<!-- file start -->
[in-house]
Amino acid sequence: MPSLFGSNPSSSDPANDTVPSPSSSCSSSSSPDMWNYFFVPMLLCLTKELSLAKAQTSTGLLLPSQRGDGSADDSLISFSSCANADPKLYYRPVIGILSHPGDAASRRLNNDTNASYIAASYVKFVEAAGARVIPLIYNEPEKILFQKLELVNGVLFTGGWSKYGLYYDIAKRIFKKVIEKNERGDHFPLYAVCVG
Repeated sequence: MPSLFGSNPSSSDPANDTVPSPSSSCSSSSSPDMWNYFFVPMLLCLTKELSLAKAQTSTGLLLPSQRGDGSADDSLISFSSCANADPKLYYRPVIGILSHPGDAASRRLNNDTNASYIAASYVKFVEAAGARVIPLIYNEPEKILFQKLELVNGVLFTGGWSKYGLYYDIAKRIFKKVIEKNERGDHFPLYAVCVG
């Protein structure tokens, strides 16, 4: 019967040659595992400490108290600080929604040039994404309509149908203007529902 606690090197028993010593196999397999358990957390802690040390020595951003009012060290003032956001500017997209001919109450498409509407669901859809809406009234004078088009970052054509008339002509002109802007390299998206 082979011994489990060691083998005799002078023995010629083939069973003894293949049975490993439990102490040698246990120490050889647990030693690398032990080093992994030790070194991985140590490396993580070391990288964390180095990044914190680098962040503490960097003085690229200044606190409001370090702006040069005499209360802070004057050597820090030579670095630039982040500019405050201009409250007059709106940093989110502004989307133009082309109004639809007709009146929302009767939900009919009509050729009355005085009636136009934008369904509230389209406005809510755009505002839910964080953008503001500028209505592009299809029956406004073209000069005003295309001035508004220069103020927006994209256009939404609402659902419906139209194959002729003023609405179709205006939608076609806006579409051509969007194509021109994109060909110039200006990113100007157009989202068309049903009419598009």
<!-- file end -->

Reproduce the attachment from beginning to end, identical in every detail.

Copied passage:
[in-house]
Amino acid sequence: MPSLFGSNPSSSDPANDTVPSPSSSCSSSSSPDMWNYFFVPMLLCLTKELSLAKAQTSTGLLLPSQRGDGSADDSLISFSSCANADPKLYYRPVIGILSHPGDAASRRLNNDTNASYIAASYVKFVEAAGARVIPLIYNEPEKILFQKLELVNGVLFTGGWSKYGLYYDIAKRIFKKVIEKNERGDHFPLYAVCVG
Repeated sequence: MPSLFGSNPSSSDPANDTVPSPSSSCSSSSSPDMWNYFFVPMLLCLTKELSLAKAQTSTGLLLPSQRGDGSADDSLISFSSCANADPKLYYRPVIGILSHPGDAASRRLNNDTNASYIAASYVKFVEAAGARVIPLIYNEPEKILFQKLELVNGVLFTGGWSKYGLYYDIAKRIFKKVIEKNERGDHFPLYAVCVG
């Protein structure tokens, strides 16, 4: 019967040659595992400490108290600080929604040039994404309509149908203007529902 606690090197028993010593196999397999358990957390802690040390020595951003009012060290003032956001500017997209001919109450498409509407669901859809809406009234004078088009970052054509008339002509002109802007390299998206 082979011994489990060691083998005799002078023995010629083939069973003894293949049975490993439990102490040698246990120490050889647990030693690398032990080093992994030790070194991985140590490396993580070391990288964390180095990044914190680098962040503490960097003085690229200044606190409001370090702006040069005499209360802070004057050597820090030579670095630039982040500019405050201009409250007059709106940093989110502004989307133009082309109004639809007709009146929302009767939900009919009509050729009355005085009636136009934008369904509230389209406005809510755009505002839910964080953008503001500028209505592009299809029956406004073209000069005003295309001035508004220069103020927006994209256009939404609402659902419906139209194959002729003023609405179709205006939608076609806006579409051509969007194509021109994109060909110039200006990113100007157009989202068309049903009419598009």